Legislative Republicans Take Pulse of California’s Growing Biotech Industry

GOP Lawmakers Say State Restrictions/Regulations are Stalling Job Growth and Innovation in Critical Healthcare Field
Wednesday, April 20, 2011

San Diego – Several California State Republican legislators Tuesday toured Takeda Pharmaceuticals and Gen-Probe, two biomedical research and manufacturing facilities, to learn firsthand about the opportunities and challenges facing the industry. California is the global leader in the biomedical industry.  A multi-billion dollar contributor to the state’s economy, the biotech industry is coping with regulations and other obstacles that threaten to stifle funding, research and the field’s promise in providing jobs and revolutionizing healthcare.
 
Participating in Tuesday’s tour were Republican State Senators Joel Anderson (San Diego), Bob Huff (Diamond Bar), Tony Strickland (Thousand Oaks), Mimi Walters (Laguna Niguel) and Mark Wyland (Escondido) and Republican Assembly members Martin Garrick (Carlsbad) and Brian Jones (La Mesa).
 
Following the tours, the legislators also participated in a roundtable discussion with industry leaders. 
 
“I am pleased these Republican legislators sought out the opportunity to speak to life science industry leaders in San Diego.  I believe both parties finally realize we must keep California globally competitive, and the only way we will do that is for legislators to be willing to talk to those on the ground who face the challenges of operating businesses in California every day,” said roundtable participant, Joe Panetta, BIOCOM president and CEO.
 
“What we heard is that California’s life science innovation machine has stalled,” Sen. Strickland said. “For the first time in almost 20 years, statewide biomedical employment has fallen. State leaders need to step up and be innovative and figure out how to help the industry get back on track and thrive. Now.”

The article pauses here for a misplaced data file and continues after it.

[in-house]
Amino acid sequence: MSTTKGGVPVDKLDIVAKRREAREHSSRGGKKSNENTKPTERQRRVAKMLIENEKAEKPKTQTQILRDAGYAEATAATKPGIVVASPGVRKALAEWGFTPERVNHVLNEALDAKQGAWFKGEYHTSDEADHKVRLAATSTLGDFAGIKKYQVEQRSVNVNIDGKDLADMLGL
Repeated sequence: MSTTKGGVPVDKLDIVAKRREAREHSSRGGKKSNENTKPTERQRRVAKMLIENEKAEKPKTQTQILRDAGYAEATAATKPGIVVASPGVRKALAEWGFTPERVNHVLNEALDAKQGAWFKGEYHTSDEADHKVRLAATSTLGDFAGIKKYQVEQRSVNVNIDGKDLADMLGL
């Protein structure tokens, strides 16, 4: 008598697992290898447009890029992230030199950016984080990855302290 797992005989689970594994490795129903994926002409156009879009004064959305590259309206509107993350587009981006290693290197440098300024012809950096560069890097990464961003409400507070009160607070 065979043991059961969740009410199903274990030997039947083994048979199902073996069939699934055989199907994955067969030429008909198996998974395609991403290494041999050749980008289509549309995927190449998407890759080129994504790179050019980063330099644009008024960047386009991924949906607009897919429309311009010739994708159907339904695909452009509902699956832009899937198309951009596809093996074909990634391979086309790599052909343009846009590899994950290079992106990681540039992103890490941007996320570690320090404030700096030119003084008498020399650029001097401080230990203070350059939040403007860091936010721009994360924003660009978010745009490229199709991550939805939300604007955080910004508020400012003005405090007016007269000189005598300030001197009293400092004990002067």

“The current economic, political and regulatory conditions in California threaten the ability of biotech to innovate and grow,” said Sen. Walters. “It’s vital we remove restrictions on manufacturing and streamline regulatory processes to encourage the industry to continue to invest and expand in our state.”
 
Although a relatively new field, the biotech industry contributes greatly to California’s economy and is considered a standard bearer in innovation, ingenuity and problem solving. Firms such as Takeda, Gen-Probe and over 2,200 other biotech firms in California provide the world with solutions to illness and disease, while also providing large numbers of Californians a meaningful, high-wage career.
 
“Biotech is a vital part of our state’s economy and California is home to two of three biotech industry centers in the United States,” said Sen. Huff. “Not only does the industry contribute taxes from an estimated $114 billion in annual revenue, but it employs over 267,000 Californians in high-quality jobs with average annual wages of $72,000.”
 
“This industry is an employment driver,” said Asm. Jones. “Why would we stand in the way of that? Particularly in this down economy we should be clearing a pathway for these companies to deliver more jobs and more scientific breakthroughs.”
 
Roundtable panel member Duane Roth, CEO and board member of CONNECT, a highly successful incubator in San Diego that links biomedical entrepreneurs and inventors with resources, emphasized that the legislature can facilitate growth of the industry by supporting programs providing access to life science education, mentoring and capital.
 
“California’s growing biotech industry provides good-paying jobs for the San Diego region,” said Asm. Garrick. “We must be fiercely competitive so that an industry defined by its contribution to saving lives remains leaders in a field that was born here.”
 
“The biotech and life sciences industries create thousands of jobs and drive economic growth for the San Diego region,” said Sen. Wyland. “After talking with industry leaders it is clear that these high-tech companies need a predictable tax and regulatory climate to warrant future investment. I will do everything I can to make sure these companies stay and prosper in California.”
 
“California is leading the charge in the biotech field due to our highly motivated, qualified work force. My colleagues and I met with biotech leaders today, because we all know we can still do better. Our state has the largest concentration of companies and products in the biopharmaceutical pipeline, but other states and countries are advancing rapidly,” Sen. Anderson noted. “Solutions that maintain California’s global leadership in this arena are important not just for our economy but for our families. We’re talking about life-saving technologies.”
 

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